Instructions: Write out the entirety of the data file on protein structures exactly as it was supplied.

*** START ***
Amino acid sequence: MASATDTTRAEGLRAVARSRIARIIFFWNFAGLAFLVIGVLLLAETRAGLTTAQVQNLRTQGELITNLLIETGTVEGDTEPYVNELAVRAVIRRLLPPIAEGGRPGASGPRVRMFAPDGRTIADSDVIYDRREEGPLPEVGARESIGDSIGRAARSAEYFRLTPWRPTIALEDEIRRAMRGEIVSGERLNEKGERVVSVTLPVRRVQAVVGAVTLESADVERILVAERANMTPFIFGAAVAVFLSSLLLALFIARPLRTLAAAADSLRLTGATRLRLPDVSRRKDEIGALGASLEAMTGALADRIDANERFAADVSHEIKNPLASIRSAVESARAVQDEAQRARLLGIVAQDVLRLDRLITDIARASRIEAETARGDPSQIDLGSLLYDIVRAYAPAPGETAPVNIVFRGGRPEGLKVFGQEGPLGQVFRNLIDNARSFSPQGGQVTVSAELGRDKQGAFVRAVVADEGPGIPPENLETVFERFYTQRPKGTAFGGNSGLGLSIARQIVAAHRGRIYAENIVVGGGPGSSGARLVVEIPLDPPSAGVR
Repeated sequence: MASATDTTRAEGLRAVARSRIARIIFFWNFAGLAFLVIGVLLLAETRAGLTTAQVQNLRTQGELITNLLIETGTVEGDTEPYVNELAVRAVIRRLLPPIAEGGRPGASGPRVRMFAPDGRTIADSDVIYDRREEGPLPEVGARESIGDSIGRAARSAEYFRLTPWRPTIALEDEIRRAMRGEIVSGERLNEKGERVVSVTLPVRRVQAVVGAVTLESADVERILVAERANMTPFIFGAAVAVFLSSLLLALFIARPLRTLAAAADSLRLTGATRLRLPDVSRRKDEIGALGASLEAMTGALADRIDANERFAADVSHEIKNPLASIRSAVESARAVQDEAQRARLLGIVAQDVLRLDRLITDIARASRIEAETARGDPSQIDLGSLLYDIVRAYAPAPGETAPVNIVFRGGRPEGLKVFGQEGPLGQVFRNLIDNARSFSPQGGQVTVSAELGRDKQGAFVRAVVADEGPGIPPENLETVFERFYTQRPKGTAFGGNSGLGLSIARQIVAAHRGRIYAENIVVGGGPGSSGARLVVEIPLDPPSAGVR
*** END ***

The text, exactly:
Amino acid sequence: MASATDTTRAEGLRAVARSRIARIIFFWNFAGLAFLVIGVLLLAETRAGLTTAQVQNLRTQGELITNLLIETGTVEGDTEPYVNELAVRAVIRRLLPPIAEGGRPGASGPRVRMFAPDGRTIADSDVIYDRREEGPLPEVGARESIGDSIGRAARSAEYFRLTPWRPTIALEDEIRRAMRGEIVSGERLNEKGERVVSVTLPVRRVQAVVGAVTLESADVERILVAERANMTPFIFGAAVAVFLSSLLLALFIARPLRTLAAAADSLRLTGATRLRLPDVSRRKDEIGALGASLEAMTGALADRIDANERFAADVSHEIKNPLASIRSAVESARAVQDEAQRARLLGIVAQDVLRLDRLITDIARASRIEAETARGDPSQIDLGSLLYDIVRAYAPAPGETAPVNIVFRGGRPEGLKVFGQEGPLGQVFRNLIDNARSFSPQGGQVTVSAELGRDKQGAFVRAVVADEGPGIPPENLETVFERFYTQRPKGTAFGGNSGLGLSIARQIVAAHRGRIYAENIVVGGGPGSSGARLVVEIPLDPPSAGVR
Repeated sequence: MASATDTTRAEGLRAVARSRIARIIFFWNFAGLAFLVIGVLLLAETRAGLTTAQVQNLRTQGELITNLLIETGTVEGDTEPYVNELAVRAVIRRLLPPIAEGGRPGASGPRVRMFAPDGRTIADSDVIYDRREEGPLPEVGARESIGDSIGRAARSAEYFRLTPWRPTIALEDEIRRAMRGEIVSGERLNEKGERVVSVTLPVRRVQAVVGAVTLESADVERILVAERANMTPFIFGAAVAVFLSSLLLALFIARPLRTLAAAADSLRLTGATRLRLPDVSRRKDEIGALGASLEAMTGALADRIDANERFAADVSHEIKNPLASIRSAVESARAVQDEAQRARLLGIVAQDVLRLDRLITDIARASRIEAETARGDPSQIDLGSLLYDIVRAYAPAPGETAPVNIVFRGGRPEGLKVFGQEGPLGQVFRNLIDNARSFSPQGGQVTVSAELGRDKQGAFVRAVVADEGPGIPPENLETVFERFYTQRPKGTAFGGNSGLGLSIARQIVAAHRGRIYAENIVVGGGPGSSGARLVVEIPLDPPSAGVR